To address this question, Amy Weil, a graduate student in Stivers' laboratory, measured dUTP levels and hUNG2 activity in a variety of human cells grown in the laboratory, then exposed them to HIV. Cells with high dUTP but little hUNG2 activity succumbed easily to the virus, which appeared to function just fine with a U-ridden genome. Similarly, cells with low dUTP levels but high hUNG2 activity were susceptible to HIV. For these cells, it seemed, hUNG2 would snip out the few stray Us, but the resulting holes would be repaired, leaving the viral DNA as good as new.

But in cells with both high dUTP and vigilant hUNG2, the repair process turned into a hack job, Stivers says, leaving the viral DNA so riddled with holes that it was beyond repair. "It's like dropping a nuclear bomb on the viral genome," he says.

By showing how dUTP and hUNG2 work together to protect resting cells from infection, Stivers says, the study identifies a new pathway that could restrict HIV infection in non-dividing cells. Current anti-retroviral drugs effectively suppress the virus, but, Stivers explains, they miss copies of the virus that hide out in non-dividing cells, and "the minute you stop taking anti-retrovirals, it starts replicating again." He suggests that drug strategies could be devised to target this pathway in affected cells, possibly lessening the pool of viruses hiding out in non-dividing cells. The principle could also be applied to other retroviruses, he says, since they, like HIV, all make DNA copies of their genomes as part of the infection process.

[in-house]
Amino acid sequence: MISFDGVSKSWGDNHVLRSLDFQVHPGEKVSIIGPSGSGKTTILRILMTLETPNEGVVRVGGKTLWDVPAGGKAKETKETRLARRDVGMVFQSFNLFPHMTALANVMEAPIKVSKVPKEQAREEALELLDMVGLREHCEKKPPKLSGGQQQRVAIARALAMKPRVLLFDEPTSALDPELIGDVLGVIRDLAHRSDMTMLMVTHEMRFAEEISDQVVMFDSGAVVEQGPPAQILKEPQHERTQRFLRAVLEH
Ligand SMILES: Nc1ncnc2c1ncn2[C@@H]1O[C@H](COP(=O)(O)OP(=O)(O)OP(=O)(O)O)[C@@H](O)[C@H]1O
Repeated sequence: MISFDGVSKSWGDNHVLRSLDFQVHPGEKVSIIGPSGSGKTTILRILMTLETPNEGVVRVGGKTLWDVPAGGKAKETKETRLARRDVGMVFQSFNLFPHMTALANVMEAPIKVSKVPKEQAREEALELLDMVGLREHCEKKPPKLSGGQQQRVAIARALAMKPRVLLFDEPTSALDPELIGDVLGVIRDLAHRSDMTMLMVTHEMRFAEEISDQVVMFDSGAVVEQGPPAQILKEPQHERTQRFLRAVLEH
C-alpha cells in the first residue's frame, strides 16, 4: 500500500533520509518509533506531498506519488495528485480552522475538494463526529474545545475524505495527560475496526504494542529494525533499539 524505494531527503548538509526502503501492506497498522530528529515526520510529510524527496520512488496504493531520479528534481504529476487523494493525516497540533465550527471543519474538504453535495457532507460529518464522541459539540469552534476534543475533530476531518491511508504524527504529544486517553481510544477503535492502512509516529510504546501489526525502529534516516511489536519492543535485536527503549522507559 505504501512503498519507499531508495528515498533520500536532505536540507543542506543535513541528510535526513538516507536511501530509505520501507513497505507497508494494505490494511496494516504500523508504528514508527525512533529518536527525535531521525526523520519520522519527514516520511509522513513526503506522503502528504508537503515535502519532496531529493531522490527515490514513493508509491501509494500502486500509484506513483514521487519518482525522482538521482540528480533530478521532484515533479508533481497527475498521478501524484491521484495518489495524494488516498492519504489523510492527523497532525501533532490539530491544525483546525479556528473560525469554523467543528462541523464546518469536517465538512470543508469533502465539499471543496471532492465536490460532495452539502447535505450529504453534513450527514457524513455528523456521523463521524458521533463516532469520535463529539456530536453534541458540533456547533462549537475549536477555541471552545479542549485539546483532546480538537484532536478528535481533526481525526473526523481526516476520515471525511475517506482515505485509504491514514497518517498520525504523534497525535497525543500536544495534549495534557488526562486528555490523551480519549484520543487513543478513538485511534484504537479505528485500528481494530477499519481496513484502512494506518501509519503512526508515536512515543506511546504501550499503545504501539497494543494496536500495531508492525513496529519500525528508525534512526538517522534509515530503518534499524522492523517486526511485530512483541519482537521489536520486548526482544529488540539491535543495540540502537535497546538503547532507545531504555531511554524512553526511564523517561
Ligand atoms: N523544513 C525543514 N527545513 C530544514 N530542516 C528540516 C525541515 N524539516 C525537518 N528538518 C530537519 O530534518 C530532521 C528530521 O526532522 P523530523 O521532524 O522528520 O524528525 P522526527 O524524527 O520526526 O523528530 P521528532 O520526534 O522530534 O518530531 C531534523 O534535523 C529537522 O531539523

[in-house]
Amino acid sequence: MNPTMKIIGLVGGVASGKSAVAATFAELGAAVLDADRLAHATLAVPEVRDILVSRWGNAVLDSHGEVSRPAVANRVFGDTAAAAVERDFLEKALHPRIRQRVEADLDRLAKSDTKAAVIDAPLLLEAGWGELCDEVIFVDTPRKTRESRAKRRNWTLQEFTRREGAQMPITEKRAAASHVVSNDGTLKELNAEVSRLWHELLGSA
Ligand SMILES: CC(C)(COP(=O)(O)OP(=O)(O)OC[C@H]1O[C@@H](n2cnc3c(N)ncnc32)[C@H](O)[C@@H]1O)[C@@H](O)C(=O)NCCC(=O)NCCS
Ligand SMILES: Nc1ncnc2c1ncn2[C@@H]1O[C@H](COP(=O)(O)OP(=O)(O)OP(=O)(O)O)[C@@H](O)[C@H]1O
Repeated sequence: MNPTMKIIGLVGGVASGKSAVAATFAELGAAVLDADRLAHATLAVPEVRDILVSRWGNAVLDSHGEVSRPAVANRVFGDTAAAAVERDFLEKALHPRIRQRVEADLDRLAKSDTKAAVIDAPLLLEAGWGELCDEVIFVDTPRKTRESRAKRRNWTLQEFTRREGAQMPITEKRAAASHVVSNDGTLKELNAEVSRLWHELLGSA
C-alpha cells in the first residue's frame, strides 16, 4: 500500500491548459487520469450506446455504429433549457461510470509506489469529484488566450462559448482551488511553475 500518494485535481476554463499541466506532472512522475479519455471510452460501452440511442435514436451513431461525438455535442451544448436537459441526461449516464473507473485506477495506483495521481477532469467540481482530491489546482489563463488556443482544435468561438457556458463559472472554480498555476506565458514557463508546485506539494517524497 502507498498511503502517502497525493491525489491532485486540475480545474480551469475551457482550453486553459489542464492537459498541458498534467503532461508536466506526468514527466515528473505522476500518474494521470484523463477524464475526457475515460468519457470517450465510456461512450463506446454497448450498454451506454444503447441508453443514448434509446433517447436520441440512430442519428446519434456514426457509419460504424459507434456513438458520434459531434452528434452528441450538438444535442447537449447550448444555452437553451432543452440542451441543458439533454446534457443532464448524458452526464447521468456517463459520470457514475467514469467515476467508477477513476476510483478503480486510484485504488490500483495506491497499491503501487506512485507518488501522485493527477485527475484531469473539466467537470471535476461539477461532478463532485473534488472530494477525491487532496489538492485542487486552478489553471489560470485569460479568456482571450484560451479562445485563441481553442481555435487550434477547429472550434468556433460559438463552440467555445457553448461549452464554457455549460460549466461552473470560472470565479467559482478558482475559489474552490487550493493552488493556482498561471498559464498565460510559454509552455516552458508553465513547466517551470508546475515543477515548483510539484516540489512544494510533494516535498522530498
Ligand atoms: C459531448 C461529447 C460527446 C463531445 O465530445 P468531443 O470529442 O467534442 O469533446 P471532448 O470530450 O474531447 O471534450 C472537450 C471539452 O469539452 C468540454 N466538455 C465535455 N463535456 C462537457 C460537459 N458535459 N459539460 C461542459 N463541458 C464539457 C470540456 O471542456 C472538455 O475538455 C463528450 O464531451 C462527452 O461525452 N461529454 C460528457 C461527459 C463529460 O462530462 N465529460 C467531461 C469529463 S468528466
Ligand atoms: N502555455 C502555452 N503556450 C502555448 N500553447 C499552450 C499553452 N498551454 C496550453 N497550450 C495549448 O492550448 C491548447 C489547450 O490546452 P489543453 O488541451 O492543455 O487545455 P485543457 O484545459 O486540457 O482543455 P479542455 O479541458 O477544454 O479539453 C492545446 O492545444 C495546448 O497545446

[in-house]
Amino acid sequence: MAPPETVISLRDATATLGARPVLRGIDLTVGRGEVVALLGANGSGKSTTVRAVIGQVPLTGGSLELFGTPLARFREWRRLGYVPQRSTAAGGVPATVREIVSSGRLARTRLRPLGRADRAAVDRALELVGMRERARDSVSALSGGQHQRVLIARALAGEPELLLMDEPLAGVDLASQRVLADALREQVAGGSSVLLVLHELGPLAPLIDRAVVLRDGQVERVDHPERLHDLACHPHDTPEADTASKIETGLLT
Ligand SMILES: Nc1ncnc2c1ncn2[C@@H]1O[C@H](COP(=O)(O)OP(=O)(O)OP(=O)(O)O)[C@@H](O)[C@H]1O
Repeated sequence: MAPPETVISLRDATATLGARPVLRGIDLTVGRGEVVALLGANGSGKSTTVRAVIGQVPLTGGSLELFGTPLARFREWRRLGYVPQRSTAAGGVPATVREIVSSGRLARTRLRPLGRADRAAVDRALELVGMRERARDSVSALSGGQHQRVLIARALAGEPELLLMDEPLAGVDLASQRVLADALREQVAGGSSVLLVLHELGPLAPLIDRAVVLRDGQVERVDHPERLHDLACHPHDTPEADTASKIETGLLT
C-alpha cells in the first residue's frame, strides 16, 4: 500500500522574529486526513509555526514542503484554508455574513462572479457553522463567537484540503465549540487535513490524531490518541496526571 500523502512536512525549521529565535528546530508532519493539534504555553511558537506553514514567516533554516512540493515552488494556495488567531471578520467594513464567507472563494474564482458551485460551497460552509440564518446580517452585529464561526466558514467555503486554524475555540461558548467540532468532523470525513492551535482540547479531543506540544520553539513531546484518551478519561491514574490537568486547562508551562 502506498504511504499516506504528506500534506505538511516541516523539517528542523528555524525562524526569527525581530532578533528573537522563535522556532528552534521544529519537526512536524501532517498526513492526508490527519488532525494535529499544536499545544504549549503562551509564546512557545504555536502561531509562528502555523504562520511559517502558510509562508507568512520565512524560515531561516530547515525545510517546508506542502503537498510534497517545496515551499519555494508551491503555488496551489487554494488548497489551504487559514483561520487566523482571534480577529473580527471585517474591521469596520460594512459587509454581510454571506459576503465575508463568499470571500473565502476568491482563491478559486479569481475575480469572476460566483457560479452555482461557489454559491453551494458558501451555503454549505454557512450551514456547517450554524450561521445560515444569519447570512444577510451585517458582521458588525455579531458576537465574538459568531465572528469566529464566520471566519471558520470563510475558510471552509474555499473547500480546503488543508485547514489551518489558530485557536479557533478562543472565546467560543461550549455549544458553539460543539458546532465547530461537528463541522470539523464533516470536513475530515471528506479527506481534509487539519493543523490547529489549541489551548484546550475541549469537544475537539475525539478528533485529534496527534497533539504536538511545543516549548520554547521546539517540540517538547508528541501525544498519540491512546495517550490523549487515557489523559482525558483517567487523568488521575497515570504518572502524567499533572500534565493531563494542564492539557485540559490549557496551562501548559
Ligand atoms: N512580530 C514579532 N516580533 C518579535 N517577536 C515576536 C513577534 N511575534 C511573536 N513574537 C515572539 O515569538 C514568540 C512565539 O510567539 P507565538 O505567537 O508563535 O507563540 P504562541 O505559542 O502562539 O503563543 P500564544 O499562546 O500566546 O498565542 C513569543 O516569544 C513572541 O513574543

Other authors on the paper were Devlina Ghosh, Yan Zhou, Lauren Seiple and Robert F. Siliciano of the Johns Hopkins University School of Medicine; Moira A. McMahon of the University of California, San Diego; and Adam M. Spivak of the University of Utah School of Medicine.

The study was funded by the National Institute of General Medical Sciences (grant number GM056834) and the National Institute of Allergy and Infectious Diseases Extramural Activities (grant number AI081600).


Story Source:

The above story is based on materials provided by Johns Hopkins Medicine. Note: Materials may be edited for content and length.


Cite This Page:

Johns Hopkins Medicine. "How cells' DNA repair machinery can destroy viruses." ScienceDaily. ScienceDaily, 21 January 2013. <www.sciencedaily.com/releases/2013/01/130121161751.htm>.
Johns Hopkins Medicine. (2013, January 21). How cells' DNA repair machinery can destroy viruses. ScienceDaily. Retrieved April 16, 2014 from www.sciencedaily.com/releases/2013/01/130121161751.htm
Johns Hopkins Medicine. "How cells' DNA repair machinery can destroy viruses." ScienceDaily. www.sciencedaily.com/releases/2013/01/130121161751.htm (accessed April 16, 2014).